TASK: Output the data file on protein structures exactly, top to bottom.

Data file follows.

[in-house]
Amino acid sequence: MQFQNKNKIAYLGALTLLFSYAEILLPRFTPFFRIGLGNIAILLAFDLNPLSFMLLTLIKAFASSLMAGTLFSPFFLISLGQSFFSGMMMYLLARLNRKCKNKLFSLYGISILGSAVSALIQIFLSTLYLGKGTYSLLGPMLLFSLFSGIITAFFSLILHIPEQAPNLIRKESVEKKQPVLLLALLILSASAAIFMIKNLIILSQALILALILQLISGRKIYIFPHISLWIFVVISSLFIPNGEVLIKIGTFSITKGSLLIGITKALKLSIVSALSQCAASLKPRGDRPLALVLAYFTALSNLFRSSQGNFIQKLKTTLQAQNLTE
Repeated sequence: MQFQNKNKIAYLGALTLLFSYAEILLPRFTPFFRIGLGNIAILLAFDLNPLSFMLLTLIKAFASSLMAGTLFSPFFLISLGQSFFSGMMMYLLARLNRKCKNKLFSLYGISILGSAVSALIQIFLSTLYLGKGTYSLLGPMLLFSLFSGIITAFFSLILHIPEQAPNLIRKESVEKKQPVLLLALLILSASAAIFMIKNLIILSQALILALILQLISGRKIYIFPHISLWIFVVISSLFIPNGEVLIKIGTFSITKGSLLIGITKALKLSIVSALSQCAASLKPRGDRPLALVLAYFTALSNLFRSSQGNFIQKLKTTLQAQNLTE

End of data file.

[in-house]
Amino acid sequence: MQFQNKNKIAYLGALTLLFSYAEILLPRFTPFFRIGLGNIAILLAFDLNPLSFMLLTLIKAFASSLMAGTLFSPFFLISLGQSFFSGMMMYLLARLNRKCKNKLFSLYGISILGSAVSALIQIFLSTLYLGKGTYSLLGPMLLFSLFSGIITAFFSLILHIPEQAPNLIRKESVEKKQPVLLLALLILSASAAIFMIKNLIILSQALILALILQLISGRKIYIFPHISLWIFVVISSLFIPNGEVLIKIGTFSITKGSLLIGITKALKLSIVSALSQCAASLKPRGDRPLALVLAYFTALSNLFRSSQGNFIQKLKTTLQAQNLTE
Repeated sequence: MQFQNKNKIAYLGALTLLFSYAEILLPRFTPFFRIGLGNIAILLAFDLNPLSFMLLTLIKAFASSLMAGTLFSPFFLISLGQSFFSGMMMYLLARLNRKCKNKLFSLYGISILGSAVSALIQIFLSTLYLGKGTYSLLGPMLLFSLFSGIITAFFSLILHIPEQAPNLIRKESVEKKQPVLLLALLILSASAAIFMIKNLIILSQALILALILQLISGRKIYIFPHISLWIFVVISSLFIPNGEVLIKIGTFSITKGSLLIGITKALKLSIVSALSQCAASLKPRGDRPLALVLAYFTALSNLFRSSQGNFIQKLKTTLQAQNLTE